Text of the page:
Rare Disasters and Risk Sharing with Heterogeneous Beliefs
Although the threat of rare economic disasters can have large effect on asset prices, difficulty in inference regarding both their likelihood and severity provides the potential for disagreements among investors. Such disagreements lead investors to insure each other against the types of disasters each one fears the most. Due to the highly nonlinear relationship between consumption losses in a disaster and the risk premium, a small amount of risk sharing can significantly attenuate the effect that disaster risk has on the equity premium. We characterize the sensitivity of risk premium to wealth distribution analytically. Our model shows that time variation in the wealth distribution and the amount of disagreement across agents can both lead to significant variation in disaster risk premium. It also highlights the conditions under which disaster risk premium will be large, namely when disagreement across agents is small or when the wealth distribution is highly concentrated in agents fearful of disasters. Finally, the model predicts an inverse U-shaped relationship between the equity premium and the size of the disaster insurance market.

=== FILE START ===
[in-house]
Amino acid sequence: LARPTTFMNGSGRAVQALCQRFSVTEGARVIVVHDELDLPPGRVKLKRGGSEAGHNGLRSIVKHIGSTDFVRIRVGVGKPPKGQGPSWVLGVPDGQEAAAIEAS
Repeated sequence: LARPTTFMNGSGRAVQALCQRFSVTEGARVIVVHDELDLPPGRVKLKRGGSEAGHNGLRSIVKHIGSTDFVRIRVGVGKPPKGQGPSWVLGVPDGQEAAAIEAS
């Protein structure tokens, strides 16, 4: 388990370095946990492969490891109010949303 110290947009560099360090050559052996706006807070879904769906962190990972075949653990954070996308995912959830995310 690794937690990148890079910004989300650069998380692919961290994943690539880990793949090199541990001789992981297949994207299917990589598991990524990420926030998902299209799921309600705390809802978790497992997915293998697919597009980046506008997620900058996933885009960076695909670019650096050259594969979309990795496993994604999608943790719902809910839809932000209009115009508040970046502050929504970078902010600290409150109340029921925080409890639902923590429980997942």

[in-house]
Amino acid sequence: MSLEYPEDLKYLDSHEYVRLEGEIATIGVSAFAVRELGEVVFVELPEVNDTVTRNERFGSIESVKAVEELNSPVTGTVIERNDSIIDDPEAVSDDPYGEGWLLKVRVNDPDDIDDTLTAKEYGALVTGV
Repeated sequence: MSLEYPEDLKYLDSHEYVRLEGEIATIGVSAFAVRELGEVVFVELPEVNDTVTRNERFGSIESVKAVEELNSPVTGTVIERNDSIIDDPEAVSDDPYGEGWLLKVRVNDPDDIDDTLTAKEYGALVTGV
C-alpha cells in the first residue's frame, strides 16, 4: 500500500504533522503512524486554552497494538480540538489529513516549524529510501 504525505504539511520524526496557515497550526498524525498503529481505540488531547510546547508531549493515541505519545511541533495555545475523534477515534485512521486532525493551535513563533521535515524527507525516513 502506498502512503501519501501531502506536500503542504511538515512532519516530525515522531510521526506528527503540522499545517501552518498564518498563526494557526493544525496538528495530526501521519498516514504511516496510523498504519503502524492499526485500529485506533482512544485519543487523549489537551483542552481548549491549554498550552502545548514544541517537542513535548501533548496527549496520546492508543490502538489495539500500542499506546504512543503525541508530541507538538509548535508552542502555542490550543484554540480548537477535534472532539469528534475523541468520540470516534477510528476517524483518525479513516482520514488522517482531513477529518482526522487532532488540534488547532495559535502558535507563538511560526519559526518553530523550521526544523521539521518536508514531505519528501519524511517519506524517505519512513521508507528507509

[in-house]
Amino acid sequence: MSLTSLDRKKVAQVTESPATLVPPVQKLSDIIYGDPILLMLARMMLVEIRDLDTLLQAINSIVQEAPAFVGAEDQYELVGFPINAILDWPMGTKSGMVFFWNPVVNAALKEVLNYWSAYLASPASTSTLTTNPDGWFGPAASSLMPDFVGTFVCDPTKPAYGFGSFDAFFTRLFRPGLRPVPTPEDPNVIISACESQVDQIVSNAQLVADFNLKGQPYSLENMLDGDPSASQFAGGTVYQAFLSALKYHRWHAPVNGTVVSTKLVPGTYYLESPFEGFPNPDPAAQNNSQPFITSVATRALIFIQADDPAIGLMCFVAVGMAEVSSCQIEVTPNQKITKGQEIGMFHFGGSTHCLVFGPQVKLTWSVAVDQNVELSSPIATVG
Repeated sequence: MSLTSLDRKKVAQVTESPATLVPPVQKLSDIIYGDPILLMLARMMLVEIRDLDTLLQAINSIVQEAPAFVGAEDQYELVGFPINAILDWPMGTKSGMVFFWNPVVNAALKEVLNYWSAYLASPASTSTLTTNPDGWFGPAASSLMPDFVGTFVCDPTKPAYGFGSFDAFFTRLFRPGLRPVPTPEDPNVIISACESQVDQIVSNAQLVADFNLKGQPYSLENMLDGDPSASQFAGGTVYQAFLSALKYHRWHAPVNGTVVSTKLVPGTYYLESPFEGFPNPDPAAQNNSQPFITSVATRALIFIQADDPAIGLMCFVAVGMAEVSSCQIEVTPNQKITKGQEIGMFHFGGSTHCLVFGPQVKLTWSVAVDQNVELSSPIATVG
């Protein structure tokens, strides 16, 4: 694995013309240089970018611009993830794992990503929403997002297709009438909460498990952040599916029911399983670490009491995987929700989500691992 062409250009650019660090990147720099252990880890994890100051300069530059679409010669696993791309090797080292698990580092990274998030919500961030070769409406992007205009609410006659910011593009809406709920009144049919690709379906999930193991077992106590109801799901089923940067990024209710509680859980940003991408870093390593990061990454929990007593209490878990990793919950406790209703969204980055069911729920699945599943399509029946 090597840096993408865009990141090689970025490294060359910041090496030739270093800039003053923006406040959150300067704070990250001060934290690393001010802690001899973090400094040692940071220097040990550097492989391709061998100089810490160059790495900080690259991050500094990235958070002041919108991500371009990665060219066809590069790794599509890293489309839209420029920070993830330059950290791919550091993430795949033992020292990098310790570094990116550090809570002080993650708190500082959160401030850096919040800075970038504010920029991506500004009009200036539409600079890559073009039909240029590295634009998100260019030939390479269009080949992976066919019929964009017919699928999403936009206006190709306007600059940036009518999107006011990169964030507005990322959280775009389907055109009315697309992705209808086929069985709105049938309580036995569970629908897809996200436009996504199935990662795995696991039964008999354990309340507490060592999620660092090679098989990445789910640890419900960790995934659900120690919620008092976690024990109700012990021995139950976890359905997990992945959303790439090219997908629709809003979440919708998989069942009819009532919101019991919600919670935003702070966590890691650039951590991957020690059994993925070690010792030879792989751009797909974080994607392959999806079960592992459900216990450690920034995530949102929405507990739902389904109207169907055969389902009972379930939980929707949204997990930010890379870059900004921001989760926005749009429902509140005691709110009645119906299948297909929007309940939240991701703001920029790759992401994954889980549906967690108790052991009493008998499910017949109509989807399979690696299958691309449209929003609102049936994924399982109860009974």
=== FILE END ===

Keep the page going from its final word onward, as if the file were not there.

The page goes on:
|Date of creation:||May 2010|
|Date of revision:|
|Publication status:||published as Hui Chen & Scott Joslin & Ngoc-Khanh Tran, 2012. "Rare Disasters and Risk Sharing with Heterogeneous Beliefs," Review of Financial Studies, Society for Financial Studies, vol. 25(7), pages 2189-2224.|
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